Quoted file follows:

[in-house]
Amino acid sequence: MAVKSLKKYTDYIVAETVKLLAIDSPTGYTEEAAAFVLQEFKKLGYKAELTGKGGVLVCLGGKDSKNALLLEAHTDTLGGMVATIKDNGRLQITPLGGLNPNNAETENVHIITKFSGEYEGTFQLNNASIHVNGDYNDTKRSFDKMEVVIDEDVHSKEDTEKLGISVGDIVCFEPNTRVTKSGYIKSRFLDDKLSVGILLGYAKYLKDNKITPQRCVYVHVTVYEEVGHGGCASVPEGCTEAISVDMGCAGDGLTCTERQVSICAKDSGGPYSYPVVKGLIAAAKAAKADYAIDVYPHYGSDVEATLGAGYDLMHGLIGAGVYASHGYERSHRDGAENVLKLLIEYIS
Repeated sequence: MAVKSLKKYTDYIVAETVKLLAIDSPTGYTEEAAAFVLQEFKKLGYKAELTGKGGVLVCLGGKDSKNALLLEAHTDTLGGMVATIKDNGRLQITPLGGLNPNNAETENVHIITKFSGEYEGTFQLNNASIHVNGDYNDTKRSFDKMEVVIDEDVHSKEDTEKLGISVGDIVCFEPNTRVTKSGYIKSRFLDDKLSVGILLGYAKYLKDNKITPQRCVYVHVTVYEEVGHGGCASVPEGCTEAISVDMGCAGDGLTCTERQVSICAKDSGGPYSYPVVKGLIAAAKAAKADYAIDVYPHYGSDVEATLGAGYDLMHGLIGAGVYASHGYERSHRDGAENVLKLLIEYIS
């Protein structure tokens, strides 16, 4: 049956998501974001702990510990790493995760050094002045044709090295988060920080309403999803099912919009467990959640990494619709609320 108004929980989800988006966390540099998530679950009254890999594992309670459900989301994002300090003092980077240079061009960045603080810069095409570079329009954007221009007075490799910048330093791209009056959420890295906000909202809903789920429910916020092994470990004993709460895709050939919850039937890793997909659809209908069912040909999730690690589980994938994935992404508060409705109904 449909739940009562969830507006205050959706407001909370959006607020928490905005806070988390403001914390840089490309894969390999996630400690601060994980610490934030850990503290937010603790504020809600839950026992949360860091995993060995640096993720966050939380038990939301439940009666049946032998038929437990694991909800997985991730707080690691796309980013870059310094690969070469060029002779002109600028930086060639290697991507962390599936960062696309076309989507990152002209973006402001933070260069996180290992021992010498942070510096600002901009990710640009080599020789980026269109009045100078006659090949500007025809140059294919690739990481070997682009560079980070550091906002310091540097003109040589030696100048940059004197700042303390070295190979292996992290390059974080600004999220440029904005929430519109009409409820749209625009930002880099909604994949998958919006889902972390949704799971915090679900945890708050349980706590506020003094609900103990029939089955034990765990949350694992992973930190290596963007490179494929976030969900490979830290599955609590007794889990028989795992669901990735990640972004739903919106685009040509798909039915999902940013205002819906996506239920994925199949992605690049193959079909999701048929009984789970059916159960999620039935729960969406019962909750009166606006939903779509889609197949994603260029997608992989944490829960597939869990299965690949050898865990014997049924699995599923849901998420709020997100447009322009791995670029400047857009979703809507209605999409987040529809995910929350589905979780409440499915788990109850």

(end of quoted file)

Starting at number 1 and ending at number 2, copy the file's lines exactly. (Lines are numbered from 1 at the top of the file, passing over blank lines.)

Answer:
[in-house]
Amino acid sequence: MAVKSLKKYTDYIVAETVKLLAIDSPTGYTEEAAAFVLQEFKKLGYKAELTGKGGVLVCLGGKDSKNALLLEAHTDTLGGMVATIKDNGRLQITPLGGLNPNNAETENVHIITKFSGEYEGTFQLNNASIHVNGDYNDTKRSFDKMEVVIDEDVHSKEDTEKLGISVGDIVCFEPNTRVTKSGYIKSRFLDDKLSVGILLGYAKYLKDNKITPQRCVYVHVTVYEEVGHGGCASVPEGCTEAISVDMGCAGDGLTCTERQVSICAKDSGGPYSYPVVKGLIAAAKAAKADYAIDVYPHYGSDVEATLGAGYDLMHGLIGAGVYASHGYERSHRDGAENVLKLLIEYIS